Long-term, monolithic government technology contracts are hampering cybersecurity efforts, according to a Cabinet Office technology defence body.
Technology contracts build in security from the beginning, but some are not well thought through and can, as a result, become dated and restrictive, Steve Marsh, deputy director of the Office of Cyber Security (OCS) said on Wednesday.
"The threat landscape changes rapidly," Marsh told the Commons Science and Technology Committee. "To react to that as change happens — it's not as good as we'd like it to be, because we're tied into contracts that people haven't thought about. On the other hand, we're very good at building security into systems."
Part of the problem lies in "opportunistic" terms in monolithic contracts, Marsh told the committee. "We could probably be better at procuring large IT systems," he said.
The problem also lies with the length of the contracts, Marsh told ZDNet UK on Wednesday. Security requirements change quickly, while contracts can run for years with the same terms and service agreements.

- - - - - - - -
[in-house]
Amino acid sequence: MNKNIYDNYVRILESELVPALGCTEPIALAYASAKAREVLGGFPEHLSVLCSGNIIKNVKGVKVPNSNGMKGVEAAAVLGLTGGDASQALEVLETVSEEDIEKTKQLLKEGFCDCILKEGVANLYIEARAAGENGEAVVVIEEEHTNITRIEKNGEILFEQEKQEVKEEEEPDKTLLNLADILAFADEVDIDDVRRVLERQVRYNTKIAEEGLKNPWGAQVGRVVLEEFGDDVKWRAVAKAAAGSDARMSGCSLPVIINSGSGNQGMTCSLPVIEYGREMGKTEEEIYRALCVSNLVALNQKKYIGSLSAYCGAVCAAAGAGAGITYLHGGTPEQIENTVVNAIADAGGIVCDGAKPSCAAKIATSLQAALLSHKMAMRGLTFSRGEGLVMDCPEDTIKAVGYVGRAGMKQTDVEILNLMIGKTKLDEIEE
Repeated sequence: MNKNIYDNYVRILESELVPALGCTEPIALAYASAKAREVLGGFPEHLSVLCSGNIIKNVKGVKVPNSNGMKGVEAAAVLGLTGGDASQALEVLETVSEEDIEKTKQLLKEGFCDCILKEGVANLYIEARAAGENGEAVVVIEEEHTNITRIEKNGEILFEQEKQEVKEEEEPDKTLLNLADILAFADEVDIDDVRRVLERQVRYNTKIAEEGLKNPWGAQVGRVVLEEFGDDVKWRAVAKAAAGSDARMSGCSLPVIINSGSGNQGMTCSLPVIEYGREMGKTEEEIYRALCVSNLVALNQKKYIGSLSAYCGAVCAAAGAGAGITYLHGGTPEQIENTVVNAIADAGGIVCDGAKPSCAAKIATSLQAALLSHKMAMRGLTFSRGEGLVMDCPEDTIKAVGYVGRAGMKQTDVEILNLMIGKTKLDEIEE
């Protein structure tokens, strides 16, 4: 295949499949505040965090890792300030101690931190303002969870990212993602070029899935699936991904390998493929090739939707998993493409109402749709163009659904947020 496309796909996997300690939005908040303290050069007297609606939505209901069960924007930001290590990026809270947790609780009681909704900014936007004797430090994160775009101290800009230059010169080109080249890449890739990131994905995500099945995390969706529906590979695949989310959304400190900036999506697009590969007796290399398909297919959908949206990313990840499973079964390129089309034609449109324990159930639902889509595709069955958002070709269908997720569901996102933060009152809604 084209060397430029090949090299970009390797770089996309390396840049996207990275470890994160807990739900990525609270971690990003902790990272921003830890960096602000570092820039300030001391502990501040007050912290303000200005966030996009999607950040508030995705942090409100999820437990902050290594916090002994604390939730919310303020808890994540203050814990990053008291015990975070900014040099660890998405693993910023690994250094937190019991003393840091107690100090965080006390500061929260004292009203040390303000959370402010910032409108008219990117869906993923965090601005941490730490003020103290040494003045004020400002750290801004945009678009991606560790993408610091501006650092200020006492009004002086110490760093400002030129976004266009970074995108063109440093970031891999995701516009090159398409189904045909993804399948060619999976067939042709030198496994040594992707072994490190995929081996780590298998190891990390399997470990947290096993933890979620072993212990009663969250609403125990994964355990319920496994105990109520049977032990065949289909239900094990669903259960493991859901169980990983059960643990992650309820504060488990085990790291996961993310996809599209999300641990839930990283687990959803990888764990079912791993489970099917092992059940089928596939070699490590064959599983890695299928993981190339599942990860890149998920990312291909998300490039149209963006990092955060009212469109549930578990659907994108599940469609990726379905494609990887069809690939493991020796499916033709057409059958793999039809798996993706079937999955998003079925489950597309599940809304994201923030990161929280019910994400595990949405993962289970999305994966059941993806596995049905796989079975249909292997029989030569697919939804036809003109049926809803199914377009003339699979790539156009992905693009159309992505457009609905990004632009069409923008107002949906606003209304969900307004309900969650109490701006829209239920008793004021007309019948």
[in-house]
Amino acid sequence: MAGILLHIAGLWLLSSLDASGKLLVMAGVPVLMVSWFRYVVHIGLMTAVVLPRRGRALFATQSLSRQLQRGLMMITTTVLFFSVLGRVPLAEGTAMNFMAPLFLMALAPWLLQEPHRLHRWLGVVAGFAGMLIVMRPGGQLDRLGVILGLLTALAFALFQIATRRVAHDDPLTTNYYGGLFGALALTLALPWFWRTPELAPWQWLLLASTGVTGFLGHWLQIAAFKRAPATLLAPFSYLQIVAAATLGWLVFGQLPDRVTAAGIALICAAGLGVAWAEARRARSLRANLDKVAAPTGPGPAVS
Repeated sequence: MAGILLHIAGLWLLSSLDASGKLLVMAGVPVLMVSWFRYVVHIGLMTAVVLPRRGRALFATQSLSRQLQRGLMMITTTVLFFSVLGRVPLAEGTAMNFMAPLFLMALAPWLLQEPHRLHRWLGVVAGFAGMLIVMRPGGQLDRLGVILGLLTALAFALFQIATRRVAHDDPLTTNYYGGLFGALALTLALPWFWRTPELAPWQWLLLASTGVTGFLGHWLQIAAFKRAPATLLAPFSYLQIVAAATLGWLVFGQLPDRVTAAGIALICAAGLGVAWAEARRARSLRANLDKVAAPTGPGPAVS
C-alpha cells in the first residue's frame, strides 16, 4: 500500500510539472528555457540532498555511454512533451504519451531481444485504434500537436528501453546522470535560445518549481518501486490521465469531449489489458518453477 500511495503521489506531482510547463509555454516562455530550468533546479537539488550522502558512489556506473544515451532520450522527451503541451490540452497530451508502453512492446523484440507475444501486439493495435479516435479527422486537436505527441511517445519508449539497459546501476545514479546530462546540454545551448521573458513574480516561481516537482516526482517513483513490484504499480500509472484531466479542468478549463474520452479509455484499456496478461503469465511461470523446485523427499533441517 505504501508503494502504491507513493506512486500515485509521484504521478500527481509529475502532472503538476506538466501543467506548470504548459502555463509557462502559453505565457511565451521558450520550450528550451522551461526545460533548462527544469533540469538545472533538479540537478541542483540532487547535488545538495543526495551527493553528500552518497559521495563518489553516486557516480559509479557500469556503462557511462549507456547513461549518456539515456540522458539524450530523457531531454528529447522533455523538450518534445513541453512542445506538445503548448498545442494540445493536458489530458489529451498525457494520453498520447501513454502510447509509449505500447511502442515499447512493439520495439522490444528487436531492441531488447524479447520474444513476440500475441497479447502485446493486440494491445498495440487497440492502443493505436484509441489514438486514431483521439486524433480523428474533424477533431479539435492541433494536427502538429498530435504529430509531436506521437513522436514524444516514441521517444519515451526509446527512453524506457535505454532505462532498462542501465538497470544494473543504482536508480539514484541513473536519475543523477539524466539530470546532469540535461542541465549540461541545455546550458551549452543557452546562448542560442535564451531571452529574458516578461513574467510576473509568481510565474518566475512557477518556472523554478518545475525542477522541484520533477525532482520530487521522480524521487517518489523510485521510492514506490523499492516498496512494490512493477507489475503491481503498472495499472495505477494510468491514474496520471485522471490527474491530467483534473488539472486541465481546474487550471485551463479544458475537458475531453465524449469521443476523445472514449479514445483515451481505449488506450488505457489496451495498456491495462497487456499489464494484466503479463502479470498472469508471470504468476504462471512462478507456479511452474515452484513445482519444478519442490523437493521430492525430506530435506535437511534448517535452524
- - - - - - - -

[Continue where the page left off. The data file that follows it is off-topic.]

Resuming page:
"Some contracts are quite long term, so when they are replaced the threat landscape is different," Marsh said. "In some cases, the original wording of the contract doesn't allow certain responses that we need."
The problem is not restricted to any particular contract, but applies across government, he added.
Government and UK IT systems in general face a number of different threats, Marsh told the committee. High volume, low-level fraudulent e-crime is the most common type of threat to systems and, along with more sophisticated attacks, has caused widespread economic damage, he said. High-impact attacks on critical national infrastructure, with a low likelihood of success, still bring substantial risks to networks, he added.
Neither Buying Solutions — the organisation that provides frameworks for contracts between the government and suppliers — nor the Cabinet Office had responded to requests for comment at the time of writing.